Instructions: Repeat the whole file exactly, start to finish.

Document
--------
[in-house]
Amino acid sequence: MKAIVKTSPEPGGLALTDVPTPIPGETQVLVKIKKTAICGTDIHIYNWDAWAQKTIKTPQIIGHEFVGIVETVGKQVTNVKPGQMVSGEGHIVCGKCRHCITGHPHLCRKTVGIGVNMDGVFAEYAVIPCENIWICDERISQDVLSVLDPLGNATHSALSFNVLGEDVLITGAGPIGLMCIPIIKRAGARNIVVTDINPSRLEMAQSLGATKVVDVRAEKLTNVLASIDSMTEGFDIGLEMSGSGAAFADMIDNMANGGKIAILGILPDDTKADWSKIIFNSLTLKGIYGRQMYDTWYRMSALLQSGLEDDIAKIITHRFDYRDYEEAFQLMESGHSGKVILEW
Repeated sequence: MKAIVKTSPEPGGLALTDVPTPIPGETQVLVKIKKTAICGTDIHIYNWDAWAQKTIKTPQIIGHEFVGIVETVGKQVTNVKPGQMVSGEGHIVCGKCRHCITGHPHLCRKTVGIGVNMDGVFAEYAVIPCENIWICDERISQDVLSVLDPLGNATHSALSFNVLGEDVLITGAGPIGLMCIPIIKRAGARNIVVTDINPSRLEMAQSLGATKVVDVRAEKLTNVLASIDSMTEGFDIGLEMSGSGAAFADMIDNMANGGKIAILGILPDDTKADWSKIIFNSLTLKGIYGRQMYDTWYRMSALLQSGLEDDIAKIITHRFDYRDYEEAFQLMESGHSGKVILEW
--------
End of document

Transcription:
[in-house]
Amino acid sequence: MKAIVKTSPEPGGLALTDVPTPIPGETQVLVKIKKTAICGTDIHIYNWDAWAQKTIKTPQIIGHEFVGIVETVGKQVTNVKPGQMVSGEGHIVCGKCRHCITGHPHLCRKTVGIGVNMDGVFAEYAVIPCENIWICDERISQDVLSVLDPLGNATHSALSFNVLGEDVLITGAGPIGLMCIPIIKRAGARNIVVTDINPSRLEMAQSLGATKVVDVRAEKLTNVLASIDSMTEGFDIGLEMSGSGAAFADMIDNMANGGKIAILGILPDDTKADWSKIIFNSLTLKGIYGRQMYDTWYRMSALLQSGLEDDIAKIITHRFDYRDYEEAFQLMESGHSGKVILEW
Repeated sequence: MKAIVKTSPEPGGLALTDVPTPIPGETQVLVKIKKTAICGTDIHIYNWDAWAQKTIKTPQIIGHEFVGIVETVGKQVTNVKPGQMVSGEGHIVCGKCRHCITGHPHLCRKTVGIGVNMDGVFAEYAVIPCENIWICDERISQDVLSVLDPLGNATHSALSFNVLGEDVLITGAGPIGLMCIPIIKRAGARNIVVTDINPSRLEMAQSLGATKVVDVRAEKLTNVLASIDSMTEGFDIGLEMSGSGAAFADMIDNMANGGKIAILGILPDDTKADWSKIIFNSLTLKGIYGRQMYDTWYRMSALLQSGLEDDIAKIITHRFDYRDYEEAFQLMESGHSGKVILEW